Craft beer is probably the last thing on anyone’s mind as we all are asked to stay inside for the next couple of weeks. I know as an educator, I am asked to perform my same tasks I normally would in person via distance learning technology and the internet. This has been front of mind for me these past couple of days, so when I turned to write this column, I didn’t really know what to say. I am writing this from my bedroom because I have a 4-year-old in the house who doesn’t really understand boundaries.
I normally write these from my desk at work in the afternoon with visions of a nice, cold beer in my hand sometime in the very foreseeable future. I usually pop in after I write these columns to a local establishment and check in with some friends.
I might go visit Tom Spellman at The Hoppy Pig and sit and chat with him over a beer about upcoming events.
I might pop into the Brickstone Production Facility to chat with Tommy or George about a new beer release — usually just after the fact because I miss those things sometimes.
I will go noise up the dudes at Steam Hollow Brewing, whoever is behind the bar at the time, whether it be Blane or Derek.
I might have made a trip up to The Open Bottle (which remains open at this time — to-go orders only with curbside available).
But if time allowed, I might have checked in with Hailstorm Brewing in Tinley Park to see what chef Brian has on the menu.
Right now, though, we have to press pause on all of that. Luckily, it’s not a forever pause — only a couple of weeks, perhaps longer. But as it stands now, the world keeps turning and people learn more every day. What we have learned so far is Illinois Gov. J.B. Pritzker has called for a shutdown of all bars and restaurants in Illinois until March 30. Should we get to March 30 and officials extend it, I guess we will deal with that then.
Even between now and March 30, the places you love and the people who serve these things need your help. Restaurants, bars and breweries depend on daily beers and food sold to keep them in business. Hourly employees such as servers, hosts, bartenders, cooks and the like depend on these sales for their wages and their tips. So, I have reached out to my favorite local breweries to see what they are doing to get through these unusual times.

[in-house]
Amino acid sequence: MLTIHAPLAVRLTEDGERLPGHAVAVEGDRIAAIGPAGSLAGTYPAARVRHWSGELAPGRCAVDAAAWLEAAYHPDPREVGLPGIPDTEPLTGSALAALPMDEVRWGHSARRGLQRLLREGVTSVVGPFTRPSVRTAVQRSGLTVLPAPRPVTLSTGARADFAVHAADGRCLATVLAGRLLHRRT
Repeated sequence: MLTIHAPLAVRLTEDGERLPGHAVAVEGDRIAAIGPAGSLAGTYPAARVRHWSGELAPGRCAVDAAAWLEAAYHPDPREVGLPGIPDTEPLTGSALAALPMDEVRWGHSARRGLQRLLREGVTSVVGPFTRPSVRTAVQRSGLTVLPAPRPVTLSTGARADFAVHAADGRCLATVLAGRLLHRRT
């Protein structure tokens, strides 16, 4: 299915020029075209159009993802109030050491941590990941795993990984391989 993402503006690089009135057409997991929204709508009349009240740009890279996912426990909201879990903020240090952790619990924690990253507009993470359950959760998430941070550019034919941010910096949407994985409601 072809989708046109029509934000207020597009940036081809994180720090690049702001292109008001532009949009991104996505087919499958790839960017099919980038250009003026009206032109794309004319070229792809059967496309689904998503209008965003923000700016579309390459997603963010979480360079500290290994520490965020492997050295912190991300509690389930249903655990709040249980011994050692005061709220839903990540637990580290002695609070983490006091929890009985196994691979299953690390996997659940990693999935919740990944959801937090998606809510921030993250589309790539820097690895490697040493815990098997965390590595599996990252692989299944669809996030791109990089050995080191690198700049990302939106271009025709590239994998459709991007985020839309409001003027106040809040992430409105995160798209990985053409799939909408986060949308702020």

Here’s what I learned:
• Brickstone Brewery has switched all of its business to a call-ahead and pick-up curbside model as well as local-delivery model. Brickstone’s food menu is available online at brickstonebrewery.com. Call the brew pub at 815-936-9277 and speak with a real live human and place your order with them. Then, drive to Brickstone’s brewpub location, 557 William R. Latham Senior Drive, Bourbonnais. You can receive your food from a server straight to your car window. You don’t even have to turn off your car to grab some tasty food.
Another way to help out Brickstone during these unusual times is by ordering a gift card of any amount through their Eventbrite page at bit.ly/BrickstoneCards. They are using the hashtag #HospitalityStrong because 15 percent of the proceeds of these sales goes directly to their hourly employees who are affected by this shutdown.
“We’re doing curbside pick-up, deliveries and also using hand sanitizer on all doors and menus and anything that people come in contact with during pick-ups or deliveries, along with any and all guidelines implemented during this shutdown,” said George Giannakopoulos, co-owner of Brickstone Brewery. “We have gift cards, ordering to-go orders, buying our product at any local liquor or grocery store, and we’re also offering keg sales for customers with kegerators. But even a like or share of our social media posts is appreciated.”
• Steam Hollow Brewing in Manteno also is shifting its business practice to a curbside model. They are going to be open 1 to 5 p.m. March 21 and 22 for curbside orders. They will have four packs of cans, crowler and growler fills for pre-order and curbside fulfillment. You can pre-order online on their Facebook page or via email at email@example.com. You also can walk up to the doors of the brewery on Spruce Street and pay with cash or credit.
“Being a new business, we need to be able to get through this by operating as much as possible within the parameters we are given,” said Natalie White, owner of Steam Hollow Brewing Company. “Things are changing daily, so all we can do is go with the flow, stay positive and keep everyone updated on our hours of operation.”
It struck me as I corresponded with Natalie via email this week I had forgotten she was an officer in the U.S. Navy. Her answers were prompt, clear, to the point and seemed to be marshaling these times with a sense of purpose and mission. My spirits were bolstered by her sense of calm and confidence in the face of unusual circumstances.
Haz’d Raspberry from Brickstone Brewery
ABV: 6 percent
Style: Fruit Beer
Brewery’s notes: Hazy, fruited ale exploding with raspberry flavor.
Where to Buy: Grocery stores are still open during this time, so you might find this at Jewel in Bourbonnais in four packs of 12-ounce cans for about $10. They also will fill a growler for you curbside.
Juniper Rising from Steam Hollow Brewing
ABV: 7 percent
Style: IPA — American
Brewery’s notes: Brewed with Juniper berries and white sage.
Where to Buy: At the taproom in four packs of 16-ounce cans for $16.